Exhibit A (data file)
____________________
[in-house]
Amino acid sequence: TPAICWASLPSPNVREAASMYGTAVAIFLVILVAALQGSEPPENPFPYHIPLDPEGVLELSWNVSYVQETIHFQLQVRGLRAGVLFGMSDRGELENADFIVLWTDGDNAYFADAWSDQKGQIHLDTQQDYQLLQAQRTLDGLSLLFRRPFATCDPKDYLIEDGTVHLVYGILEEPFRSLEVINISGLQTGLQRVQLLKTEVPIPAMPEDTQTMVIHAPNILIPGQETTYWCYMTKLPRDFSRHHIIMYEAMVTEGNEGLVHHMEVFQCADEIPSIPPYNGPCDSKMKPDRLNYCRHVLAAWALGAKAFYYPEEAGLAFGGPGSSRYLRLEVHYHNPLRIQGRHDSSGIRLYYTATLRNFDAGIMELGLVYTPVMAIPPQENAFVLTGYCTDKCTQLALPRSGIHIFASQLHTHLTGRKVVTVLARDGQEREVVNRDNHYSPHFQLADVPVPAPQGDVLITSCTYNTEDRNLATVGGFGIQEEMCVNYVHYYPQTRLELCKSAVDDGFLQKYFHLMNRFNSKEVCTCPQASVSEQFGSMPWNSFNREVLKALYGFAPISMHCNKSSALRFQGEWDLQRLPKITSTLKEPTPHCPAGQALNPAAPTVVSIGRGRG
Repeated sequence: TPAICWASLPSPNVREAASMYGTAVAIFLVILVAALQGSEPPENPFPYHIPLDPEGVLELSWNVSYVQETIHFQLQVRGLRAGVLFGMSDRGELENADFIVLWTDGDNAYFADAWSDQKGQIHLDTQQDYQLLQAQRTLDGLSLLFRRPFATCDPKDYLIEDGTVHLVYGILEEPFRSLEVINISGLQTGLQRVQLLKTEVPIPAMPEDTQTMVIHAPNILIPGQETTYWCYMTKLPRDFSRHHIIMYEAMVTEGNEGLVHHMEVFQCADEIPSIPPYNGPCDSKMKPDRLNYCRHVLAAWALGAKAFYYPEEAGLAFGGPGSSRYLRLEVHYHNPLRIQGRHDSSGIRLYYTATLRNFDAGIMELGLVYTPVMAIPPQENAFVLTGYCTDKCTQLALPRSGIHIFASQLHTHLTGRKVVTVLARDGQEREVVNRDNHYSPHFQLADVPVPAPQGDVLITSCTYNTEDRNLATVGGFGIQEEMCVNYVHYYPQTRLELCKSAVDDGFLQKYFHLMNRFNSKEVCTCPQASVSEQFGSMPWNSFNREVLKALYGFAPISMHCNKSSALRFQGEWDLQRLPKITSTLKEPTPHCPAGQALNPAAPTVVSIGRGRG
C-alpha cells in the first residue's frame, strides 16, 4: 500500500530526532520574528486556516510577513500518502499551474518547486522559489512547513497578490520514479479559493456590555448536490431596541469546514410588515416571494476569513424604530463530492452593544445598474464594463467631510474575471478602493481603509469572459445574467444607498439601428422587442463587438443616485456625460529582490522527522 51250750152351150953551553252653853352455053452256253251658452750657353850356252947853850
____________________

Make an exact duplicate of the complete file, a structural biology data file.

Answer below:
[in-house]
Amino acid sequence: TPAICWASLPSPNVREAASMYGTAVAIFLVILVAALQGSEPPENPFPYHIPLDPEGVLELSWNVSYVQETIHFQLQVRGLRAGVLFGMSDRGELENADFIVLWTDGDNAYFADAWSDQKGQIHLDTQQDYQLLQAQRTLDGLSLLFRRPFATCDPKDYLIEDGTVHLVYGILEEPFRSLEVINISGLQTGLQRVQLLKTEVPIPAMPEDTQTMVIHAPNILIPGQETTYWCYMTKLPRDFSRHHIIMYEAMVTEGNEGLVHHMEVFQCADEIPSIPPYNGPCDSKMKPDRLNYCRHVLAAWALGAKAFYYPEEAGLAFGGPGSSRYLRLEVHYHNPLRIQGRHDSSGIRLYYTATLRNFDAGIMELGLVYTPVMAIPPQENAFVLTGYCTDKCTQLALPRSGIHIFASQLHTHLTGRKVVTVLARDGQEREVVNRDNHYSPHFQLADVPVPAPQGDVLITSCTYNTEDRNLATVGGFGIQEEMCVNYVHYYPQTRLELCKSAVDDGFLQKYFHLMNRFNSKEVCTCPQASVSEQFGSMPWNSFNREVLKALYGFAPISMHCNKSSALRFQGEWDLQRLPKITSTLKEPTPHCPAGQALNPAAPTVVSIGRGRG
Repeated sequence: TPAICWASLPSPNVREAASMYGTAVAIFLVILVAALQGSEPPENPFPYHIPLDPEGVLELSWNVSYVQETIHFQLQVRGLRAGVLFGMSDRGELENADFIVLWTDGDNAYFADAWSDQKGQIHLDTQQDYQLLQAQRTLDGLSLLFRRPFATCDPKDYLIEDGTVHLVYGILEEPFRSLEVINISGLQTGLQRVQLLKTEVPIPAMPEDTQTMVIHAPNILIPGQETTYWCYMTKLPRDFSRHHIIMYEAMVTEGNEGLVHHMEVFQCADEIPSIPPYNGPCDSKMKPDRLNYCRHVLAAWALGAKAFYYPEEAGLAFGGPGSSRYLRLEVHYHNPLRIQGRHDSSGIRLYYTATLRNFDAGIMELGLVYTPVMAIPPQENAFVLTGYCTDKCTQLALPRSGIHIFASQLHTHLTGRKVVTVLARDGQEREVVNRDNHYSPHFQLADVPVPAPQGDVLITSCTYNTEDRNLATVGGFGIQEEMCVNYVHYYPQTRLELCKSAVDDGFLQKYFHLMNRFNSKEVCTCPQASVSEQFGSMPWNSFNREVLKALYGFAPISMHCNKSSALRFQGEWDLQRLPKITSTLKEPTPHCPAGQALNPAAPTVVSIGRGRG
C-alpha cells in the first residue's frame, strides 16, 4: 500500500530526532520574528486556516510577513500518502499551474518547486522559489512547513497578490520514479479559493456590555448536490431596541469546514410588515416571494476569513424604530463530492452593544445598474464594463467631510474575471478602493481603509469572459445574467444607498439601428422587442463587438443616485456625460529582490522527522 51250750152351150953551553252653853352455053452256253251658452750657353850356252947853850